Looking for Betty MacDonald

Looking for Betty MacDonald

The Egg, the Plague, Mrs. Piggle-Wiggle, and I

Book - 2016
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"Betty Bard MacDonald (1907-1958), the best-selling author of The Egg and I and the classic Mrs. Piggle-Wiggle children's books, burst onto the literary scene shortly after the end of World War II. Readers embraced her memoir of her years as a young bride operating a chicken ranch on Washington's Olympic Peninsula, and The Egg and I sold its first million copies in less than a year. The public was drawn to MacDonald's vivacity, her offbeat humor, and her irreverent take on life. In 1947, the book was made into a movie starring Fred MacMurray and Claudette Colbert, and spawned a series of films featuring her Ma and Pa Kettle characters. MacDonald followed up the success of The Egg and I with the creation of Mrs. Piggle-Wiggle, a magical woman who cures children of their bad habits, and with three additional memoirs: The Plague and I (chronicling her time in a tuberculosis sanitarium just outside Seattle), Anybody Can Do Anything (recounting her madcap attempts to find work during the Great Depression), and Onions in the Stew (about her life raising two teenage daughters on Vashon Island). Paula Becker was granted full access to Betty MacDonald's archives, including materials never before seen by any researcher. Looking for Betty MacDonald, the first biography of this endearing Northwest storyteller, reveals the story behind the memoirs and the difference between the real Betty MacDonald and her literary persona."-- Provided by publisher.
Publisher: Seattle : University of Washington Press, [2016]
ISBN: 9780295999364
Branch Call Number: 813.54 MACDONAL BECKER
Characteristics: xx, 242 pages, 38 unnumbered pages of plates : illustrations ; 23 cm


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Jul 23, 2018

I loved this book. Younger people may not have heard of Betty MacDonald, but I grew up reading her books: The Egg and I, the first and most famous; then The Plague and I, Anybody Can Do Anything, and Onions in the Stew. I believe that her children's books, the Mrs. Piggle-Wiggle books, are still in print.

Betty MacDonald's books were fascinating, hilarious, and realistic for their time. They provide a fascinating glimpse of life in the Northwest in the 1930s, 1940s, and 1950s. If you read them, you end up feeling like her family is your family, or at least wishing that it was. This book's author was clearly as captivated by her story as I was, and took the time to research Betty's life and provide as complete a story as possible. Her books were written for publication in the 40's and 50's, and many of the sadder aspects of her life were left out or glossed over. This book fills in the gaps of the life story of a fascinating woman, one who I still think of today even though she died when I was a small child.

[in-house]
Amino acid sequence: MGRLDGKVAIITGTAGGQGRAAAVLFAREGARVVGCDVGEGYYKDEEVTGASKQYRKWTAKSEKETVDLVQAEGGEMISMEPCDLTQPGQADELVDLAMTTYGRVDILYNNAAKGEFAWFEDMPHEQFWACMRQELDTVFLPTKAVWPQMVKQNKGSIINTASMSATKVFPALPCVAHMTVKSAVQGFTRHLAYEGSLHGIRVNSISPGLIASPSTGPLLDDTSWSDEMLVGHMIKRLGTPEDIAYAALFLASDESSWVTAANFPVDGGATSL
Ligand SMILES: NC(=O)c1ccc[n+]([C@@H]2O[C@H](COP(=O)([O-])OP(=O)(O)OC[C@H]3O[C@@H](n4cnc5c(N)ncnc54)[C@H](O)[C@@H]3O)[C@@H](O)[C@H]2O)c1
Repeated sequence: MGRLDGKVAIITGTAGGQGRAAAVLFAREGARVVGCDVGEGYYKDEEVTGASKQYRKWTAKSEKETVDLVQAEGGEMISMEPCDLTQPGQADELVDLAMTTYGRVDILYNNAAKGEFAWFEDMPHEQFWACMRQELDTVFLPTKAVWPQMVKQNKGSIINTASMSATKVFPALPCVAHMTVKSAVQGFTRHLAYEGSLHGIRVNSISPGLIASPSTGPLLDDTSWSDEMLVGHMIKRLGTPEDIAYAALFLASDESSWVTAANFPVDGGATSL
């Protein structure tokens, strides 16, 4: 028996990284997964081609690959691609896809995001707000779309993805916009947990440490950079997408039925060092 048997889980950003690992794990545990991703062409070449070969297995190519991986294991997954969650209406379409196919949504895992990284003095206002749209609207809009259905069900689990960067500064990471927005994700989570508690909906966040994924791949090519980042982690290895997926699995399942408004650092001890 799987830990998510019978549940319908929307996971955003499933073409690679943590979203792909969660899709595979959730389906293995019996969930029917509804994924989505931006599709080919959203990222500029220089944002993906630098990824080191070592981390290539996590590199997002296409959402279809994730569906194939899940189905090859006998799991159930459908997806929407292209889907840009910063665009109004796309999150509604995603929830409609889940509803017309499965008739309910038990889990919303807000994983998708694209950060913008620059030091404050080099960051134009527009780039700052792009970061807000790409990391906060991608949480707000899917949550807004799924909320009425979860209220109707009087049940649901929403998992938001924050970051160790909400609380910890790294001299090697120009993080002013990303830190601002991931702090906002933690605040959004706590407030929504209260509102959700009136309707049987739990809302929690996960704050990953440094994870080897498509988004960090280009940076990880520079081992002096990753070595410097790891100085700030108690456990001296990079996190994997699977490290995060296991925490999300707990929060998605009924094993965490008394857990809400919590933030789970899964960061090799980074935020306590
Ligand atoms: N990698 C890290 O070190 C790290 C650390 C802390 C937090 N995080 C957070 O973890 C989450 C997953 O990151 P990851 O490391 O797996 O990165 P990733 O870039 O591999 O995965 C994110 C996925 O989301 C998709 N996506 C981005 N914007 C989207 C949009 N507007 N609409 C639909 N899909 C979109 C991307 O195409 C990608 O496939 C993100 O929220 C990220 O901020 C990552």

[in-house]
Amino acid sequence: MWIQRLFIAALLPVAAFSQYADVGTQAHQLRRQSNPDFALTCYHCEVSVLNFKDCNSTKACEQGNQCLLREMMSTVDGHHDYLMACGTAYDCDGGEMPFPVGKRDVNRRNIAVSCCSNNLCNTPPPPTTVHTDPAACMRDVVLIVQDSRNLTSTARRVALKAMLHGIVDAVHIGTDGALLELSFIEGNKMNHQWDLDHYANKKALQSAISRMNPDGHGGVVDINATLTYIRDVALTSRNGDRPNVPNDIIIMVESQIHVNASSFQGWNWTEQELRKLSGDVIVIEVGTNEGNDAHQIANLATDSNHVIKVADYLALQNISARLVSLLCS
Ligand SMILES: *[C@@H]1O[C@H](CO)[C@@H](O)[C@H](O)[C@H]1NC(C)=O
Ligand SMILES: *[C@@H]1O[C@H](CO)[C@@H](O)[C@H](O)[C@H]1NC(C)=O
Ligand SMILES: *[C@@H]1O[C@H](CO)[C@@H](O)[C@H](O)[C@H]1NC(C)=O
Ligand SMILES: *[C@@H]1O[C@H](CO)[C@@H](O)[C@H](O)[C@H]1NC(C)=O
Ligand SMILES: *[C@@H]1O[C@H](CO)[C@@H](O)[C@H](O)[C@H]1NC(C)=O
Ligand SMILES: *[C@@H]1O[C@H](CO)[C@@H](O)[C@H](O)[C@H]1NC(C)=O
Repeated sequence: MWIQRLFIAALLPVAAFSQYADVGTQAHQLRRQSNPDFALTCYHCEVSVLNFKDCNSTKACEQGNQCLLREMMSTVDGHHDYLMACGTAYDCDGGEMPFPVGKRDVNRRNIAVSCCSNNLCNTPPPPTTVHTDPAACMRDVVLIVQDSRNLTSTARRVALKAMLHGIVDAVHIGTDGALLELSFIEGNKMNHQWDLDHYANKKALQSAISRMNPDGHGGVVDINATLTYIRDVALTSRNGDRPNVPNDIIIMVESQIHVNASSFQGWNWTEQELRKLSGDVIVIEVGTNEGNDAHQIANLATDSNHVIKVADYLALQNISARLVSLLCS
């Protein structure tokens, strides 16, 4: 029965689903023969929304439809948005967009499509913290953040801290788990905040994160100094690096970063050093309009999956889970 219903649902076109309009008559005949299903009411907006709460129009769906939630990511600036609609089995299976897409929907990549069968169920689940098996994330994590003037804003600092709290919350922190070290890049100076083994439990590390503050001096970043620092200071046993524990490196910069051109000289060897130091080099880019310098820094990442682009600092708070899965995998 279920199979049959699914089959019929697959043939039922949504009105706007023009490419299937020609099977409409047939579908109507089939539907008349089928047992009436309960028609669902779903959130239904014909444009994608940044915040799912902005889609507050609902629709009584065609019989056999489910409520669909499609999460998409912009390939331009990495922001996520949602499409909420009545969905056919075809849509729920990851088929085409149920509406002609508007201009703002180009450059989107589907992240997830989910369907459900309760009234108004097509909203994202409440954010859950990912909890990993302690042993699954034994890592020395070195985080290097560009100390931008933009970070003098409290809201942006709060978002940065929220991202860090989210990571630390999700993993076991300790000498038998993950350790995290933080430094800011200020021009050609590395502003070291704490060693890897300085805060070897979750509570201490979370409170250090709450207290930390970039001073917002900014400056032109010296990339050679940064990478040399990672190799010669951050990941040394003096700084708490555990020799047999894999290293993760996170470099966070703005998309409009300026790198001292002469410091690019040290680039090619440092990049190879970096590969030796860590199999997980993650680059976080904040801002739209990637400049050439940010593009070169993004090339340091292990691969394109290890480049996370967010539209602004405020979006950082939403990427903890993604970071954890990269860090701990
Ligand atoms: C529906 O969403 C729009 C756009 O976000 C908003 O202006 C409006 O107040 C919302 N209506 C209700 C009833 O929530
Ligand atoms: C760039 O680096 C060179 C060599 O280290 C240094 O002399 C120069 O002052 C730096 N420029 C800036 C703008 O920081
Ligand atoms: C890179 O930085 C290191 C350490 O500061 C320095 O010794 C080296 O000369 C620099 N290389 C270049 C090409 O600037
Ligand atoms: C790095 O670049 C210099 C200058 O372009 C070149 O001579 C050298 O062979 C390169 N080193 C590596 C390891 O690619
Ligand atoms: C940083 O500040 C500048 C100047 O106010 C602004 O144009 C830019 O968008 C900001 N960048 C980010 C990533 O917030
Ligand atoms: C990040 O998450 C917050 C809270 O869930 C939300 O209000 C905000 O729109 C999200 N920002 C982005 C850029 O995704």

Oct 28, 2017

Kind of like a watered-down PhD thesis about the author with everything you really weren't sure you wanted to know, mixed in along with all the good stuff. I am a huge fan of "The Egg and I" and that part of the author's history was interesting, and the reason I borrowed this book.

It's easy to read between the lines of "The Egg and I" and see that her husband is probably abusive, but definitely an unlikely match for such a lively positive woman. So wanting to learn a little background, I read this background with interest and was more than satisfied with all the information this book brings to light. There isn't much more I really was interested in, as who is interested to this detail about anyone, really? It goes too deep, too personal, too much into detail that I don't even want to know about my own family members that I had to stop.

Sometimes the myth is better to have in your head than the reality. Now when I re-read "The Egg and I" I'll consider it a work of mostly fiction. And enjoy it more in this case.


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